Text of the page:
Editorial page

Friday, February 18, 2000

Challenging times for doctors

The NWT Medical Association's recent cry for help over the shortage of doctors shouldn't be taken lightly.

With the need for 26 general practitioners in the Yellowknife region alone, we can sympathize with the 14 doctors now working around the clock to service the region. Working an average of 70 hours a week, there's no doubt these medics are burning out fast. Worse, 12 long-term doctors have left the North in the past two years.

This not only puts an extraordinary pressure on the doctors we have, but nurses and all other workers in the field are scrambling to pick up the slack.

Although the NWT situation is largely due to a national shortage -- with fewer students enrolling in medical school and the fact those who do graduate in Canada are heading to the United States for bigger bucks -- the lack of incentive and inequities in fee negotiations add to the problems. Some health boards pay more and offer different benefits. Many doctors find the high cost of living in the North isn't worth it, especially when up to 40 per cent of their wages go back to the clinic to cover overhead.

The president of the NWT Medical Association, Dr. David King couldn't have said it better when he told Yellowknifer, "You've got to admit that with the competition out there, if you find you can get just as good a deal without having to walk around at -40 you're going to go for it."

The recent commitment by the department of health to work with the NWT Medical Association and the health boards on a new recruitment and pay strategy is commendable. While it seems a miracle is needed both nationally and locally to solve the problem, we in the North have one advantage -- our quality of care.

Our smaller population, lack of waiting lists, and immediate access to specialists is something our health care workers should be proud of. Let's hope the government keeps this in mind when it comes time for the budget.

Stress testing

The theme for this year's Mental Health week was Daily Stress: It can knock you off your balance.

Stress is a word we throw around now far to often -- even our children are using it.

A recent survey revealed that 50 per cent of all Canadians suffer what they described as "overwhelming stress" in their daily lives.

One has to wonder just where did all this stress come from? Sixty-odd years ago Canadian soldiers were up to their knees in blood and mud fighting a war. Now we get stressed out pushing paper and pencils -- we have to wonder what is happening to the human race.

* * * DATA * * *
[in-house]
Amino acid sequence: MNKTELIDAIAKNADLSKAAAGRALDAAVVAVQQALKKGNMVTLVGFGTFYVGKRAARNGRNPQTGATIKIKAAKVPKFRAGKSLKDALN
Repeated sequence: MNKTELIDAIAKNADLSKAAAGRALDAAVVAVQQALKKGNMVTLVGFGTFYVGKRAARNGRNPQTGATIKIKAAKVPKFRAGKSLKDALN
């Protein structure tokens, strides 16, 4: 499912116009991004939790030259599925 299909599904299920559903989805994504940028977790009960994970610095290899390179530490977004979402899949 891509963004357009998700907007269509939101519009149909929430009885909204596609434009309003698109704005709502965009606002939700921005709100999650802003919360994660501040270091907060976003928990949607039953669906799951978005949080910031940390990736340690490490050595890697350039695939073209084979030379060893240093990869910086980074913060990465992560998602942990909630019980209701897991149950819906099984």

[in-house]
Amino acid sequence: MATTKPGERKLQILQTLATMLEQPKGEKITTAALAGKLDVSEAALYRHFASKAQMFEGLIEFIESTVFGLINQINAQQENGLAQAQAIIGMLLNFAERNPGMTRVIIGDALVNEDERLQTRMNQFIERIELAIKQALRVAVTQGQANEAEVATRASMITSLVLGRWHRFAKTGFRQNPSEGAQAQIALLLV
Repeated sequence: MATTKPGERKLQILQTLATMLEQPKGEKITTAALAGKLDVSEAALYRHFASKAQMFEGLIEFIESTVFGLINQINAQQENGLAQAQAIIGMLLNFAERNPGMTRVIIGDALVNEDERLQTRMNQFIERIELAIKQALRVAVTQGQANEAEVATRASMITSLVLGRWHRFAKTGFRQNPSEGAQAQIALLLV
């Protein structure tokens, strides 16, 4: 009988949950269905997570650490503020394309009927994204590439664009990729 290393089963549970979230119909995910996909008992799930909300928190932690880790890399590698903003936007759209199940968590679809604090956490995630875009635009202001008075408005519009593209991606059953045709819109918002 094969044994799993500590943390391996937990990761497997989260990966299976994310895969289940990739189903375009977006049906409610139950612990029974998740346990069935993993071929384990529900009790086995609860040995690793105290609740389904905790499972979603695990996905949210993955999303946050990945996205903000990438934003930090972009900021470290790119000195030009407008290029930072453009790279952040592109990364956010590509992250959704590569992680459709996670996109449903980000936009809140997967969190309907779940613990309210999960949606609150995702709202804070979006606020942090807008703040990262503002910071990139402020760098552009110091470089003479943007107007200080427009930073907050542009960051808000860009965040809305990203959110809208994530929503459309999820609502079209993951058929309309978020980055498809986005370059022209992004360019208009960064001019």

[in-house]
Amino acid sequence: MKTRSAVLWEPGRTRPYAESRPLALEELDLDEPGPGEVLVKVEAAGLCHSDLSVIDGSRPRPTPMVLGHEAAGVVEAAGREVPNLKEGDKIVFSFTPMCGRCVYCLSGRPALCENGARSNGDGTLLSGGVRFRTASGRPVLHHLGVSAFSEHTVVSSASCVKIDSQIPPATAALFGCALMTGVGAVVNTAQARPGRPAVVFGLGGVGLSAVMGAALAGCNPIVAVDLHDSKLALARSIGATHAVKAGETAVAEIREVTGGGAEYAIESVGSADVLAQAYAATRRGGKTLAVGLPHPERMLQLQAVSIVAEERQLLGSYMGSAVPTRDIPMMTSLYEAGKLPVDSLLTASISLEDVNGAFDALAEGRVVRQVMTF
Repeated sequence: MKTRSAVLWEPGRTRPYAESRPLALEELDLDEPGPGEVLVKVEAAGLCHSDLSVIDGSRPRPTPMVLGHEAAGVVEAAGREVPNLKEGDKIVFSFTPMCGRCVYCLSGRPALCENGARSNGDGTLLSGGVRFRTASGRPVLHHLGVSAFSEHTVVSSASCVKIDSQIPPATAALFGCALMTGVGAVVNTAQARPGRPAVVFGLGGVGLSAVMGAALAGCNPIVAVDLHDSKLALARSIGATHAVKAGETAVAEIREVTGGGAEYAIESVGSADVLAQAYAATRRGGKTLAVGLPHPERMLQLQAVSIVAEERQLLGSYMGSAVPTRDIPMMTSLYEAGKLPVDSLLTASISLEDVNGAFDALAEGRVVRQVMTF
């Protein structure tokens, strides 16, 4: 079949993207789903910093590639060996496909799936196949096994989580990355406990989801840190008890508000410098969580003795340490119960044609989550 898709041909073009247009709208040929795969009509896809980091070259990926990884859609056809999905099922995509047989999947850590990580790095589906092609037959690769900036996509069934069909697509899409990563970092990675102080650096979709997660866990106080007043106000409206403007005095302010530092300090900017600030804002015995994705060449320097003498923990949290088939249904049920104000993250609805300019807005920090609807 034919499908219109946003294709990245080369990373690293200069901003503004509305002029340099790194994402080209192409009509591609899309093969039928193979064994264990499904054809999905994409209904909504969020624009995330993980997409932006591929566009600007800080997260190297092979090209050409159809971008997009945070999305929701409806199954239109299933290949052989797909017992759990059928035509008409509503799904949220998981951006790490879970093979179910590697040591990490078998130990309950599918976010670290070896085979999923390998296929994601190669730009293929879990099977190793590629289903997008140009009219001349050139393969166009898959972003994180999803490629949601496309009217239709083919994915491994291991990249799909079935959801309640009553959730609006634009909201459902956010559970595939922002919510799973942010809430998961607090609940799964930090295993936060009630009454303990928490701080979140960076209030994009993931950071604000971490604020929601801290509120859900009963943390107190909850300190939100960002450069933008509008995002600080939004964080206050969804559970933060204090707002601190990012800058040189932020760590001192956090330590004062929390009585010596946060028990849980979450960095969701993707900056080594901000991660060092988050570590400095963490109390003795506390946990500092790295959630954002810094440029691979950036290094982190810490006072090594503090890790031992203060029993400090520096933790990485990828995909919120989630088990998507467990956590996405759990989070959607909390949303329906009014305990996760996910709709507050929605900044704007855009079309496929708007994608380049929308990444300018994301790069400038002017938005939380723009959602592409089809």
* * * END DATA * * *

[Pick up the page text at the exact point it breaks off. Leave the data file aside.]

Perhaps 10 years from now, we won't be able to get out of bed without getting "stressed out."

Capacity to care

The voice of compassion prevailed at city council Monday night and a proposed group home on Finlayson Drive was given permission to operate.

The purpose of this group home is to provide a place for young people who have been taken out of their homes for their safety or because the family has fractured.

Surely a measure of our society is our capacity to care for those who find themselves in danger or threatened by their circumstances. Group homes can be a first step in reclaiming kids from the fringes of society.

The only debates around group homes should be "Do we have enough of them?" and "Is there more we can do?"

Editorial Comment
Daniel MacIsaac
Inuvik Drum

It was a pleasure to attend the surprise ceremony honouring the accomplishments of Aklavik elder Alex Gordon on Saturday afternoon. Alex was nominated by Diane Archie of the National Inuit Youth Council for his contributions to the community, particularly with regard to working with youth and drum-dancing.

Wheelchair-bound and without much speech following a stroke last fall, Gordon nevertheless clearly enjoyed the proceedings. His wife, Hope, was at his side and he was surrounded by his children, grandchildren and even great-grandchildren.

Asked if he'd like a drum-dance or a sing-along, Gordon chose the latter and kept time and joined in as his family and friends serenaded him with song after song.

The event was truly touching and served as the perfect example of giving back to those who give of themselves.

Good sports

The conclusion of the recent territorial Arctic Winter Games trials hasn't marked an end to local sports activity, in fact, it's quite the opposite.

There are more games, tournaments and trials going on than one can shake a stick at. Participants range from pint-sized peewee hockey players and figure skaters to wily veteran darts throwers and curlers.

More power to you as you battle your way to personal glory and do your bit for your team and community.

It's difficult to pick individuals among the multitude of volunteers who help make these sports available, but Geoff Buerger should be given his due. New to his post of vice-principal at Samuel Hearne high school, Buerger help kick-start the girls basketball program and started up the school's debating club, which faces its first real competition later this month.

Charting a course

Good luck must also be wished to all those from the Beaufort Delta who are participating in the upcoming millennium water relay and to Aurora College and Julian Tomlinson as the Frozen Toes group heads out to Iqaluit -- the hard way.

One doesn't have to have lived long in the North to realize just how little the rest of Canada knows about this part of the world. Even national CBC radio and television personalities are as guilty as the rest when it comes to stereotyping or ignoring the Arctic.

However, people say the Internet is all about making the world a smaller place. Hopefully, news of both the relay and the Nunavut expedition reaches the south and makes Canadians realize they truly are living in a country that stretches from sea to sea, to sea.

Memorable moments
Editorial Comment
Derek Neary
Deh Cho Drum